Atlantic made no further moves with Hammond, Otis, and whoever else, however, until last fall. "They sent me down to Muscle Shoals, and I think we made a monster--a meat package, no fat on it anywhere. This new guy Duane Allman's on guitar on four cuts, lead and slide. Now I've heard The Allman Brothers album and I don't like it much, but he played his ass off for this one." The new album, called Southern Fried, has just now appeared.

What are Hammond's future plans? "Well," he muses, "right now I could have an eight-piece band of the baddest cats in the land--all these New Orleans cats that are tight with Charles. But I still can't afford to keep a band like that together. But if I could, man, we'd make a shot heard 'round the world.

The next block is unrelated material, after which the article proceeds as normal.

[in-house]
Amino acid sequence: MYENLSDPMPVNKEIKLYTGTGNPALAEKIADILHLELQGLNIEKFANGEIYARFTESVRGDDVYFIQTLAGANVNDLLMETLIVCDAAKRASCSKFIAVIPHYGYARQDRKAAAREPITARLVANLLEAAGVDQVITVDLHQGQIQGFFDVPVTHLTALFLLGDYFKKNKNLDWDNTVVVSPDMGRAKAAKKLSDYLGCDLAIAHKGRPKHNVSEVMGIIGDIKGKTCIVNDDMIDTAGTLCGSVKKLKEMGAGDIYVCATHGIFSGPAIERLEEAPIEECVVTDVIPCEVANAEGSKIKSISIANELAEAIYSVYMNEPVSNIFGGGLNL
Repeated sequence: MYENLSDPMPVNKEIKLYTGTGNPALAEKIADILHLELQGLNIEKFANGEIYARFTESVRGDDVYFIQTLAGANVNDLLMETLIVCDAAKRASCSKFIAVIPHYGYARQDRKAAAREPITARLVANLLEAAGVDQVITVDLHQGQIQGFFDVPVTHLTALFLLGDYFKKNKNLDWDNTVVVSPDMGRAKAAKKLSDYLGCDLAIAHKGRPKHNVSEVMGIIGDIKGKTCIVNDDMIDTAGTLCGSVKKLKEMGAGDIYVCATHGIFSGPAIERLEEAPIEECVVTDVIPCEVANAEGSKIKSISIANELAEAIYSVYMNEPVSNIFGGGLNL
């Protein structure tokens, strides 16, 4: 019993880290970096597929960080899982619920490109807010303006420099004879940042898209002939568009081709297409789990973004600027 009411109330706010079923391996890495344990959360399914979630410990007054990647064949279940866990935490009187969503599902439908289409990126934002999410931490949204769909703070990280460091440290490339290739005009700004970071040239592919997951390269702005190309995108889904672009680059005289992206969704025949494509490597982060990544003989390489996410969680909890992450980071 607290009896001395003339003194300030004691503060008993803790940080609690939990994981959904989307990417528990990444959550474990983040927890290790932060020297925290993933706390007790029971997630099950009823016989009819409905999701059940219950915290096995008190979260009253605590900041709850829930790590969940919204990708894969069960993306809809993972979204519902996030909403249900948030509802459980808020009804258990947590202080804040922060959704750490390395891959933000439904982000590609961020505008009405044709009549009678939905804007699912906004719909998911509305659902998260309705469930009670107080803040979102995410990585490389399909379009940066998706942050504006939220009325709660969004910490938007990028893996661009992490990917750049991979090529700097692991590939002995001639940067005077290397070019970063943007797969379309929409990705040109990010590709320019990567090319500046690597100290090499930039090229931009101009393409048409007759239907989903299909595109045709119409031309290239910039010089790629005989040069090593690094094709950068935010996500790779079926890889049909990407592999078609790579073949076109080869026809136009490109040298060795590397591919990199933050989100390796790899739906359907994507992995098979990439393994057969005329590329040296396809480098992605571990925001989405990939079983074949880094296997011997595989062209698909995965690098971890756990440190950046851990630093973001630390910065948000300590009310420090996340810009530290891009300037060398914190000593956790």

"If I can't get big money and big concerts," he goes on, "I don't know what will happen. I can't keep going on the road ten months of the year much longer. I've got a wife and kid now. She's a woman, she knows I'm a musician and she's strong; but this year starts my ninth year. I've played everywhere, I've worked hard, I've got all the credentials--now I've got to get into the concert scene."

Hammond listens in silence for a moment to Little Walter blowing blue and lonely in the background, then says, "I've never been in a strong bargaining positions with the record companies. I've never got any front money at all, so they were never forced to put any promotional hype on my albums. Even this new one--Atlantic says they'll push it, but it's all on faith at this point.